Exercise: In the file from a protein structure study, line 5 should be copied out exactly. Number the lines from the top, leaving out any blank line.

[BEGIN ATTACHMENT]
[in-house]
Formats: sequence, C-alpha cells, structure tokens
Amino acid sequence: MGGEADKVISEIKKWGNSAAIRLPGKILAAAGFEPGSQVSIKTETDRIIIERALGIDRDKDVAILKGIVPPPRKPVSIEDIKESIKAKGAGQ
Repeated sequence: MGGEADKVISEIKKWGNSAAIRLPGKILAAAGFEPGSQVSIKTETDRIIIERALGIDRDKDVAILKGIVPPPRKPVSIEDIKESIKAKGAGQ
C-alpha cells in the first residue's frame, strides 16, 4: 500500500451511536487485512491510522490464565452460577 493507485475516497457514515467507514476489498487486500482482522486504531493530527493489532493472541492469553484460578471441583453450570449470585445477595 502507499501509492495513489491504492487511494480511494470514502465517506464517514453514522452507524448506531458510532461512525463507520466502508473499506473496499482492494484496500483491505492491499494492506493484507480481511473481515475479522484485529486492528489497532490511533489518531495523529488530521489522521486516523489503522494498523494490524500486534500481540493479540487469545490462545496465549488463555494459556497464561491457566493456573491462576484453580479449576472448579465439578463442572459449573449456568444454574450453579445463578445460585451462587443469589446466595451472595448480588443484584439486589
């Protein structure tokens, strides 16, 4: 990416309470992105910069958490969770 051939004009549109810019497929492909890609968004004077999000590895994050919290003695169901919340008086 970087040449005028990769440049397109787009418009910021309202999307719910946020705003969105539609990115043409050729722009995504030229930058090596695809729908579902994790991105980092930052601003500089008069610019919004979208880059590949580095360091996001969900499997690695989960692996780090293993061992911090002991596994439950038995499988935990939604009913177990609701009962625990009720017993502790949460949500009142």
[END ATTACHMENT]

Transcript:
C-alpha cells in the first residue's frame, strides 16, 4: 500500500451511536487485512491510522490464565452460577 493507485475516497457514515467507514476489498487486500482482522486504531493530527493489532493472541492469553484460578471441583453450570449470585445477595 502507499501509492495513489491504492487511494480511494470514502465517506464517514453514522452507524448506531458510532461512525463507520466502508473499506473496499482492494484496500483491505492491499494492506493484507480481511473481515475479522484485529486492528489497532490511533489518531495523529488530521489522521486516523489503522494498523494490524500486534500481540493479540487469545490462545496465549488463555494459556497464561491457566493456573491462576484453580479449576472448579465439578463442572459449573449456568444454574450453579445463578445460585451462587443469589446466595451472595448480588443484584439486589